The burgeoning Chinatown in the hinterland of O’Connell Street has thrown up a good many restaurants, some worthy of a visit, some less so. These places are a world away from the Chinese restaurants we grew up with, a happy land of paper globes, toffee sauces and waitresses clad in whatever the Chinese equivalent of ‘kimono’ is called. The new eating houses exist principally to fuel the Chinese community. The dining rooms are frill-free. There is little English spoken. Many of them seem uncomfortable with the very concept of feeding occidentals, though some have adapted by providing pictorial menus, akin to those in Spanish or Greek seaside resorts. Whenever I go to one of these places there’s always a party of Chinese at the next table. The Chinese love to eat – a Chinese equivalent of “how are you?” is “have you eaten yet?” – and they’re deadly serious about it. The food they are eating looks different to the fodder in front of you. Chopsticks clicking away, they swoop at a bejeweled plateful of something-or-other or dive into an enormous bowl of broth to pluck out a morsel. “My God,” you think. “I’d love to try some of that.” Trouble is, how to acquire it. Well, I’ve tried the Harry-met-Sally gambit and it doesn’t work. To compound the difficulty the waiters frequently go to great lengths to inform you that what you are trying to order either doesn’t exist or, for some reason, is unavailable. I think they want to protect you from yourself. Dining in London’s Lisle Street I tried in vain to procure the honey-roasted sausages I’d heard so much about. “You won’t like them” said the waiter. I riposted “Let me be the judge of that”. He gave me the politest blank look I’ve ever encountered. Somehow my words must have got through, though, for after a brief trip to the kitchen he returned, saying “Chef made some this morning. They not good. He not serve.” The chef came out of the kitchen to support this claim. I gave up. There’s no arguing with a man who wields a big cleaver. The other day a friend told me of this restaurant where they sold ‘egg yolked soft shell crabs’. “I don’t think they really want you to have them though”. That did it. The very next night found Foodmad (who better?) and me trekking past the Bertie pole in the autumnal gloom. M & L, next door to the Pro-Cathedral, is a plain but scrupulously clean and tidy place, right down to the ‘offices’. We were glad we’d booked for, at 7.45, the dining room was packed with Chinese – couples, business quartets and families. The pleasant young waiter brought the menu and a big pot of jasmine-scented tea. “About these crabs…” I said. Initially, he denied its existence. Then he relented, willing-if-not-quite-happy to provide crab with ginger and scallions. Though I consider it one of the world’s great dishes it wasn’t what I wanted. We were after the soft shell variety, the mange tout of crustaceans. The words “egg yolk” seemed to do the trick. Afterwards he was on our side. With the exception of a plateful of Cantonese roast duck of which I am excessively fond we left the rest of the meal to him. He brought us chilli squid, melt-in-the mouth, clad in a whisper-light batter; a spicy beef dish in a broth; chicken for heroes, bite sized pieces, surrounded by peanuts and an arsenal of chillies. We drank Chinese beer, an effective fire extinguisher, along with the tea. It was a monumental meal and the crabs were the crowning glory. Not stewed till squishy as I’d had them before in Hong Kong but coated in an egg-yolk and spice dip and deep fried. You could devour the lot, carapace, legs and all, crunching them like crisps, but there was such a mountain of them we didn’t bother once the novelty of doing so had worn off. The crab meat within was terrific, full of flavour, worth going through the whole rigmarole to acquire. Only disappointment was the duck. The Chinese themselves eat this plain dish “as it comes”, hot, lukewarm or cold. Good hosts, they assume that Europeans like their food hot and their duck crispy and off the bone, so they fillet and re-fry, which robs the flesh of its succulence. It was my fault. Though I did manage to get them to leave the bone in, my appetite for confrontation wilted at this point. I should have persevered. Relaxed, once he had seen we were happy with his choice, our new friend confided “Next time ask for ‘original Chinese menu’”. We certainly will. We’d consumed a mountain of food, having ordered through enthusiasm and natural greed what was probably enough for five people. He produced some plastic boxes and Foodmad happily carted the leftovers home. M & L – never did find out the origin of the name – is undoubtedly the best of the new breed of Chinese restaurants. It probably won’t be well-received by Dame Street devotees although I’m sure sweet-and-sour something lurks somewhere on the menu. But any foodie with a taste for ethnic authenticity and an ability to climb out of the comfort zone should beat a path to the door.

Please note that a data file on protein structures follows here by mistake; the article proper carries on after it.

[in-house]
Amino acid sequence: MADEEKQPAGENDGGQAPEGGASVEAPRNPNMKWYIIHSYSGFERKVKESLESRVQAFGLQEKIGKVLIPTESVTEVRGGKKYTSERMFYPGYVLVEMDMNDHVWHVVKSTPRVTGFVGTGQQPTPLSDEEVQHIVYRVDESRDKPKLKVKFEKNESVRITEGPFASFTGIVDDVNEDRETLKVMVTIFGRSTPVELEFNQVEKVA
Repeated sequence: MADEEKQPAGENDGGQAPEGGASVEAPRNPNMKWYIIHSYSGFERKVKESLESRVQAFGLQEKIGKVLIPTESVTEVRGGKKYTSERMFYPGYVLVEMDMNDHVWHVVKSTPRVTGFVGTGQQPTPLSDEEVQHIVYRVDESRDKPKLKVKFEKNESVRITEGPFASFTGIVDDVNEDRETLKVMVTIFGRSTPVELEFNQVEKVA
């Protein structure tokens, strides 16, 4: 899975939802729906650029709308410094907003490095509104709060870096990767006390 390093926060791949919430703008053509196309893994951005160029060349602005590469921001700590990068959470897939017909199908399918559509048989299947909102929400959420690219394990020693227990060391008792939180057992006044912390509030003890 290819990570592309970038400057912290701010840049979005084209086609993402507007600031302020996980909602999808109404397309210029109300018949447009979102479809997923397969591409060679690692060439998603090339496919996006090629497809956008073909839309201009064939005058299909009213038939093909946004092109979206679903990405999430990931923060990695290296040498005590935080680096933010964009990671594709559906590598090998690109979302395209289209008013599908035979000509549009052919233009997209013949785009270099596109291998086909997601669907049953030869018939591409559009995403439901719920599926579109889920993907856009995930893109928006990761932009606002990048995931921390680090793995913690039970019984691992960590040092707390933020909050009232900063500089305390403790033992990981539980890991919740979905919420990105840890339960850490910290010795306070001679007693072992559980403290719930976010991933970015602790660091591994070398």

Verdict: Clean, friendly, affordable, authentic, grab the crabs
For all the above we spent just over €70 and it would have fed 6!
M & L Szechuan Chinese Restaurant, 13 Cathedral St, Dublin Tel: 01 874 8038